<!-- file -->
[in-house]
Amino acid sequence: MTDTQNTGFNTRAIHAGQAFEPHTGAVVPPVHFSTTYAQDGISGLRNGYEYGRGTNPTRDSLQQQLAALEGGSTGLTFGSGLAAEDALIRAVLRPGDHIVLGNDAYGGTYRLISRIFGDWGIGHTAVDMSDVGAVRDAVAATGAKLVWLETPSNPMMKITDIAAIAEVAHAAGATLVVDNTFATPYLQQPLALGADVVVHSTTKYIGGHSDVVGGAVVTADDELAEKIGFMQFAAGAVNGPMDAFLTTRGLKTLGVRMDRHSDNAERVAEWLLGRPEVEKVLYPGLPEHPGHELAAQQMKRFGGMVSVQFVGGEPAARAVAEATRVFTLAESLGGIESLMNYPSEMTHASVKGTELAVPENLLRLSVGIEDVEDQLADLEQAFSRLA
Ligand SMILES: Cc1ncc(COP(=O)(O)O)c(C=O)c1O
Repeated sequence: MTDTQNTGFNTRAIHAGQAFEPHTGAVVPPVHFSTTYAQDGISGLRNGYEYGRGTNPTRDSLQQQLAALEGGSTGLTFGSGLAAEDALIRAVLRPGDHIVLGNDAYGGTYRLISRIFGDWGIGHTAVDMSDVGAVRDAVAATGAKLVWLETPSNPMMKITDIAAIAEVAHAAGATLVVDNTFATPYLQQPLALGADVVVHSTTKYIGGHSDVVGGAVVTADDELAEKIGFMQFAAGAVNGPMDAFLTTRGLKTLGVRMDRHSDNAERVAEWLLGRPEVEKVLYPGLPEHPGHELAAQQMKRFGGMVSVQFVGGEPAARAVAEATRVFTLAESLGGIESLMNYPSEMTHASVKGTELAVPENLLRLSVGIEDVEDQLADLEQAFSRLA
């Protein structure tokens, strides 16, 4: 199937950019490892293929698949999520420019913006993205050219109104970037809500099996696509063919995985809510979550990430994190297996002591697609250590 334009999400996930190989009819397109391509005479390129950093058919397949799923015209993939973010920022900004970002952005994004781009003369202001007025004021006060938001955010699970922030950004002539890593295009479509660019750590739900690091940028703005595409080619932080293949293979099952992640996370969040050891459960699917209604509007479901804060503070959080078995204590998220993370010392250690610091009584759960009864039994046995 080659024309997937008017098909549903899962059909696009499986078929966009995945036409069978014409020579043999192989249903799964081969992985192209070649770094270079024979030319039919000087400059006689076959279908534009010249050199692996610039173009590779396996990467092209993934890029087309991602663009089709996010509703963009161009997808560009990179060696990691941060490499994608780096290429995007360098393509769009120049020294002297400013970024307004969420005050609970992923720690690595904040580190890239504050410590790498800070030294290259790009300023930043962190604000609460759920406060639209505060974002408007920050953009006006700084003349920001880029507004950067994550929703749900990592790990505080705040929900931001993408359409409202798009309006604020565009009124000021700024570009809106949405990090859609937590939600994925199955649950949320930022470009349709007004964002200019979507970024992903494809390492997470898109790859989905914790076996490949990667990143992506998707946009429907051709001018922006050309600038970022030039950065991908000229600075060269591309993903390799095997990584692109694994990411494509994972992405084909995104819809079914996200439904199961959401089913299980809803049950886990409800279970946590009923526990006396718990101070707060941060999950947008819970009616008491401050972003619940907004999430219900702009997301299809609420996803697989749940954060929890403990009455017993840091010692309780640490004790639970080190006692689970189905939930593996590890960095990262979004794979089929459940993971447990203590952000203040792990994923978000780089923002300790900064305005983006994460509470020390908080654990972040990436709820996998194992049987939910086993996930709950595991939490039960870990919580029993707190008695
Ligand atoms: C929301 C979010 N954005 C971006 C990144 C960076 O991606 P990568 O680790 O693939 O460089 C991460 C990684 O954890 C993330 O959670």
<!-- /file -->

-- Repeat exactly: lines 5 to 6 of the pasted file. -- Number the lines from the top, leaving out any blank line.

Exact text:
């Protein structure tokens, strides 16, 4: 199937950019490892293929698949999520420019913006993205050219109104970037809500099996696509063919995985809510979550990430994190297996002591697609250590 334009999400996930190989009819397109391509005479390129950093058919397949799923015209993939973010920022900004970002952005994004781009003369202001007025004021006060938001955010699970922030950004002539890593295009479509660019750590739900690091940028703005595409080619932080293949293979099952992640996370969040050891459960699917209604509007479901804060503070959080078995204590998220993370010392250690610091009584759960009864039994046995 080659024309997937008017098909549903899962059909696009499986078929966009995945036409069978014409020579043999192989249903799964081969992985192209070649770094270079024979030319039919000087400059006689076959279908534009010249050199692996610039173009590779396996990467092209993934890029087309991602663009089709996010509703963009161009997808560009990179060696990691941060490499994608780096290429995007360098393509769009120049020294002297400013970024307004969420005050609970992923720690690595904040580190890239504050410590790498800070030294290259790009300023930043962190604000609460759920406060639209505060974002408007920050953009006006700084003349920001880029507004950067994550929703749900990592790990505080705040929900931001993408359409409202798009309006604020565009009124000021700024570009809106949405990090859609937590939600994925199955649950949320930022470009349709007004964002200019979507970024992903494809390492997470898109790859989905914790076996490949990667990143992506998707946009429907051709001018922006050309600038970022030039950065991908000229600075060269591309993903390799095997990584692109694994990411494509994972992405084909995104819809079914996200439904199961959401089913299980809803049950886990409800279970946590009923526990006396718990101070707060941060999950947008819970009616008491401050972003619940907004999430219900702009997301299809609420996803697989749940954060929890403990009455017993840091010692309780640490004790639970080190006692689970189905939930593996590890960095990262979004794979089929459940993971447990203590952000203040792990994923978000780089923002300790900064305005983006994460509470020390908080654990972040990436709820996998194992049987939910086993996930709950595991939490039960870990919580029993707190008695
Ligand atoms: C929301 C979010 N954005 C971006 C990144 C960076 O991606 P990568 O680790 O693939 O460089 C991460 C990684 O954890 C993330 O959670």